Home delivery of goods ordered online is rapidly evolving in the United States—illuminating possible forthcoming opportunities in other countries where e-commerce has also shown brisk growth. In the US, consumers may already be receiving online orders as fast as they want, and delivery is often free. So, consumers are turning their attention to what’s next: ordering bigger, bulkier, perishable, and more valuable products online. These items present more complex delivery challenges that sometimes require value-added services, such as set-up and installation in consumers’ residences.

All of this opens new doors—both figuratively and literally—for online retailers and their logistics services providers. For instance, companies that can get their personnel to interact directly with customers stand a better chance of strengthening brand perceptions and selling additional services that can command a handsome fee.

But this same opportunity comes with a catch: to meet consumers’ rising demand for these bigger and more complex products and more sophisticated home-delivery services—and to do it profitably—companies need access to personnel who have the knowledge and skills required to perform these new services. This new class of home-delivery agents will become brand ambassadors. And in many competitive labor markets today, bringing them onboard and retaining them could prove challenging.

Since 2014, AlixPartners has surveyed online shoppers in the United States to uncover trends in what they’re ordering online for home delivery—including products they’re buying, delivery services they’re selecting, and their thoughts and feelings about those services. This year, we expanded our study to include five key home-delivery markets in addition to the US: the United Kingdom, Germany, France, China, and Japan. (See “About our research” in the PDF.)

By comparing consumers’ responses from all six markets, we’ve uncovered trends at both the international and local levels—some surprising, others counterintuitive. Understanding these trends can help online retailers and their home-delivery logistics providers craft smarter strategies for succeeding in each market.


With every survey since 2014, we’ve seen steady growth in online purchases across product categories in the US. E-commerce adoption has proved especially brisk for goods with more demanding or complex home-delivery requirements—such as electronic equipment and furniture needing assembly. Changes in demand for specific product categories signify that a maturation process is unfolding in this market, whereby demand may be flattening.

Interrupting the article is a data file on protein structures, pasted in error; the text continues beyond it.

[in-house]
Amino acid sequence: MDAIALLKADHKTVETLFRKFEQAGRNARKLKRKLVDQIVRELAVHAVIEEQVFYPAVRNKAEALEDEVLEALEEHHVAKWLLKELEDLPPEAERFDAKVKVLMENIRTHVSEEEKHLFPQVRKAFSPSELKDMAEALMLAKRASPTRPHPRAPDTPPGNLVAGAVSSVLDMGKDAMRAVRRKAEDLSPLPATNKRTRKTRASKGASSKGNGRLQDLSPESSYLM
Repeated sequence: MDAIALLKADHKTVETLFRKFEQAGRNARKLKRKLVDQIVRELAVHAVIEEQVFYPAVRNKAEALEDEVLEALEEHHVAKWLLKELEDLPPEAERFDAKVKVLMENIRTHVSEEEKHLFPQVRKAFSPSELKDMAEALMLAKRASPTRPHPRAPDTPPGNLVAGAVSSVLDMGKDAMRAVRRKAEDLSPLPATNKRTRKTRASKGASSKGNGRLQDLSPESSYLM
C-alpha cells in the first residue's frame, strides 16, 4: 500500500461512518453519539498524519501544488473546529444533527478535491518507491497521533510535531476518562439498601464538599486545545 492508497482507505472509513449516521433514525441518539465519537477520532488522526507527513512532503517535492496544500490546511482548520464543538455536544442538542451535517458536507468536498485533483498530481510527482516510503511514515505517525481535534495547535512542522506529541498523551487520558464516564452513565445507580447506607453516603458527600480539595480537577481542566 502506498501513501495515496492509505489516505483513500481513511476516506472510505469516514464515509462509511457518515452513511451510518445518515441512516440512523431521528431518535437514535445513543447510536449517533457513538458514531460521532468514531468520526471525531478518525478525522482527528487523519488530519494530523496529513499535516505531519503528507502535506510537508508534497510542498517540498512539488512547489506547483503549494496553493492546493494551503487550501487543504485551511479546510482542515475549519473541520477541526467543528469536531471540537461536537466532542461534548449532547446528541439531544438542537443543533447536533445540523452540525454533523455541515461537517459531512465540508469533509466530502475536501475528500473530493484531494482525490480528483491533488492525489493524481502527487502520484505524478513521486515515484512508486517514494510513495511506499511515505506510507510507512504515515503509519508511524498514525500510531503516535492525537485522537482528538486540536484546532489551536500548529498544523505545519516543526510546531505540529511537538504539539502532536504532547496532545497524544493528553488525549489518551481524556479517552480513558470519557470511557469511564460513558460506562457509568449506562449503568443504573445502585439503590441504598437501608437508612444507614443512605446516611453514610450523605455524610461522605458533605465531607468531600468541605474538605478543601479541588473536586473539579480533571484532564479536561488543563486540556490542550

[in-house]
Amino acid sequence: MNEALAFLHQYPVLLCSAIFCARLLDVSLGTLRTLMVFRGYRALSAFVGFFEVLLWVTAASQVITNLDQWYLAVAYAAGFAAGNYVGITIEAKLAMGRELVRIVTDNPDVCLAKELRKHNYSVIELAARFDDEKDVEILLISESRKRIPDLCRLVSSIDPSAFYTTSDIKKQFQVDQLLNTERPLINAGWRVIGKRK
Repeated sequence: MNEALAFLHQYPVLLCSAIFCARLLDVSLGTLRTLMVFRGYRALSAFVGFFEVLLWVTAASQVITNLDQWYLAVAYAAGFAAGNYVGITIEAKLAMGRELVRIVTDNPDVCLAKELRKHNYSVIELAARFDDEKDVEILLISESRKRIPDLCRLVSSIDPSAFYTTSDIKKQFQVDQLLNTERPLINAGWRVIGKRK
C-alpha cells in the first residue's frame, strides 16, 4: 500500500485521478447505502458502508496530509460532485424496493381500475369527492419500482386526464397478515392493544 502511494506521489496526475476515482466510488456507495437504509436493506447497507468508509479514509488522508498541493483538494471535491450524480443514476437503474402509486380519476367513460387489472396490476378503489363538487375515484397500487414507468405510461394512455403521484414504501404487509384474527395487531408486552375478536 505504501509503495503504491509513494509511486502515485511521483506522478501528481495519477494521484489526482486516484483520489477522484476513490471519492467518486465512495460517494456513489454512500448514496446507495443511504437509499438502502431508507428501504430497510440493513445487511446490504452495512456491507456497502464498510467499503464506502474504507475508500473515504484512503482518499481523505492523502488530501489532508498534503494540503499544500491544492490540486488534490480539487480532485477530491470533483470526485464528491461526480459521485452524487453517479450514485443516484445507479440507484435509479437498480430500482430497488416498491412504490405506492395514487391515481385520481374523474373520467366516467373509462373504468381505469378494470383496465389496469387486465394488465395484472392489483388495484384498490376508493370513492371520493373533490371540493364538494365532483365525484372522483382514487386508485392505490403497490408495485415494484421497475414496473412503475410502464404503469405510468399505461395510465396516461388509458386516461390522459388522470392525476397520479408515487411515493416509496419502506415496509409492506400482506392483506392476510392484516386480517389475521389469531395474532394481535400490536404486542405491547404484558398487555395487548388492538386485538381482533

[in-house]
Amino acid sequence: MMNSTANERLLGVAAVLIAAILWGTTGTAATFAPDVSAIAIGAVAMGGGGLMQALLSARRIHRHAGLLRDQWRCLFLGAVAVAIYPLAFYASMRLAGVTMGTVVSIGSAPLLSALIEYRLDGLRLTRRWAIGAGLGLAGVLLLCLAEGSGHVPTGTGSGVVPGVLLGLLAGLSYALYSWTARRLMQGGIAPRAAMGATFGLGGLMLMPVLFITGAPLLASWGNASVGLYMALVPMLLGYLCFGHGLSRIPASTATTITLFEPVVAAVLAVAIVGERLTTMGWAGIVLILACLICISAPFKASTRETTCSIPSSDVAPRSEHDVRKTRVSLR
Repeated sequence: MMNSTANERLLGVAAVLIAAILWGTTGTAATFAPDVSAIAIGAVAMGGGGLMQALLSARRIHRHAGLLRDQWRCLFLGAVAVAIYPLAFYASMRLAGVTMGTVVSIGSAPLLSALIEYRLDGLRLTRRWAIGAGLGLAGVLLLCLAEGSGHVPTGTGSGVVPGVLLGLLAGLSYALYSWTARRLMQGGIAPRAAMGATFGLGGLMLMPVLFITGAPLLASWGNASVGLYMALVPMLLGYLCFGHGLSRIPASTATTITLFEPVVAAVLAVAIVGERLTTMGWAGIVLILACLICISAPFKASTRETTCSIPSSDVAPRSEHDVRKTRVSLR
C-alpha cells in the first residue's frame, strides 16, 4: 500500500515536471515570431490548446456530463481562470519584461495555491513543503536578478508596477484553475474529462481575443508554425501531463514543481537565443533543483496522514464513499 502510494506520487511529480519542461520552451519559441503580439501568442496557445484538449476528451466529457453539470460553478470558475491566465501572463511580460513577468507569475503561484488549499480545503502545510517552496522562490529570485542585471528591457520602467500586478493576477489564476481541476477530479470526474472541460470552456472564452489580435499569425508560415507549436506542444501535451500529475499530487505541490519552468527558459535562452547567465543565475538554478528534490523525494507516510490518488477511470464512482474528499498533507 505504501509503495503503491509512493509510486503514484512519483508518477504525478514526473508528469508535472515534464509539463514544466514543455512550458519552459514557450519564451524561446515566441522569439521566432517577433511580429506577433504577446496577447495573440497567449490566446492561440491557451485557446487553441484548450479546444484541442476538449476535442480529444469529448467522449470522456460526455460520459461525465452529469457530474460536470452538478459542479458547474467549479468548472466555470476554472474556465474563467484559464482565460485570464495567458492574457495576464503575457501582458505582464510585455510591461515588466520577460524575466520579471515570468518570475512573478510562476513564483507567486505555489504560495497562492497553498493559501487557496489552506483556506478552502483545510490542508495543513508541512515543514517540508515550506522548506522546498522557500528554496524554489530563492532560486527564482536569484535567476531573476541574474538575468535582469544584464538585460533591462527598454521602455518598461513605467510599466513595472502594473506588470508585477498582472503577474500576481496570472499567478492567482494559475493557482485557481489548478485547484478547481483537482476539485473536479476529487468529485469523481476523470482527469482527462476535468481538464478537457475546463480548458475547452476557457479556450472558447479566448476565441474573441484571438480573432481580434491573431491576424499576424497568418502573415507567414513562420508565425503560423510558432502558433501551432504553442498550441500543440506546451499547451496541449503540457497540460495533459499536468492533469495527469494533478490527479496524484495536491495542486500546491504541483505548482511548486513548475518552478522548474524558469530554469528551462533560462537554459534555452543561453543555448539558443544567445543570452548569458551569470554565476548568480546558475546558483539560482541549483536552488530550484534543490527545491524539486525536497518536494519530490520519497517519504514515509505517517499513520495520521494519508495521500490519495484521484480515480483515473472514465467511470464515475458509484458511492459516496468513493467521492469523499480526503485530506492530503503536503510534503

To investigate the nature of this process, we examined e-commerce sales as a percentage of total retail sales as well as types of product categories ordered online as reported by our survey participants. Insights from this comparison yielded a maturity model that breaks e-commerce and ultimately home-delivery trends into three chronological waves.

home delivery maturity model 2019


US online shoppers are thus increasingly embodying the “do-it-for-me” economy. They now assume that their online purchases will be delivered fast and cheap, but many also want tasks related to those purchases performed for them. Take perishables like groceries and meal kits, or bulky, high-value items like appliances or sports equipment that come with installation services. Responses to some of this year’s survey questions suggest that home-delivery service quality is front and center in consumers’ minds. For instance, perishables must stay fresh. And newly delivered TVs or sports equipment must be installed and set up correctly—and they’d better work as promised.

But responses to other questions indicated that convenience has also begun mattering more to these online shoppers—perhaps because home delivery has reached satisfactory speed and minimum cost. For instance, some consumers want to have several different orders delivered together, versus sent separately on different dates, or are comfortable choosing a later delivery date if they don’t need an item immediately. By offering such options, a retailer not only provides convenience for consumers; it can also lower its shipping costs.

In other cases where companies have especially powerful brand cache and serve high-end customers (think Peloton bikes and Miele appliances), the product can only be ordered online. And consumers are required to pay a hefty fee for in-home delivery and installation services provided by knowledgeable personnel, who may be employed by the retailer’s logistics provider.

delivery adoption country 2019


To further illuminate the home-delivery maturity model, we mapped e-commerce sales as a percent of all retail sales against product categories ordered, for all markets in this year’s survey (figure 1). Using the US market’s historical progression across the maturity model, we can draw some interesting parallels to what’s happening now internationally—and what may happen in the future.

In particular, this cross-country comparison reveals divergent paths in the adoption of home-delivery services for goods bought online.

UK and US

In this developed market, demand for home delivery is similar to that in the US. However, e-commerce adoption in the UK is considerably higher than in many developed markets; indeed, it’s nearly twice the US rate. Specifically, consumers have shown a greater comfort with ordering large, bulky, perishable, valuable, and complex items for home delivery that typify Wave 3. The UK has similar demographics and cultural characteristics as the US but seven times the population density—and home delivery lends itself especially well to high-density populations.

The market has seen pioneering innovators establish themselves as a credible alternative for many customers. For example, Ocado launched a delivery service within densely populated London using Waitrose product. This proved the success of the model and the customer appetite leading to adoption in the grocery sector across the UK. Further a history of catalogue shopping led by businesses such as Argos built trust in ordering products, including bulky products, for delivery. White goods specialists such as ao.com have followed.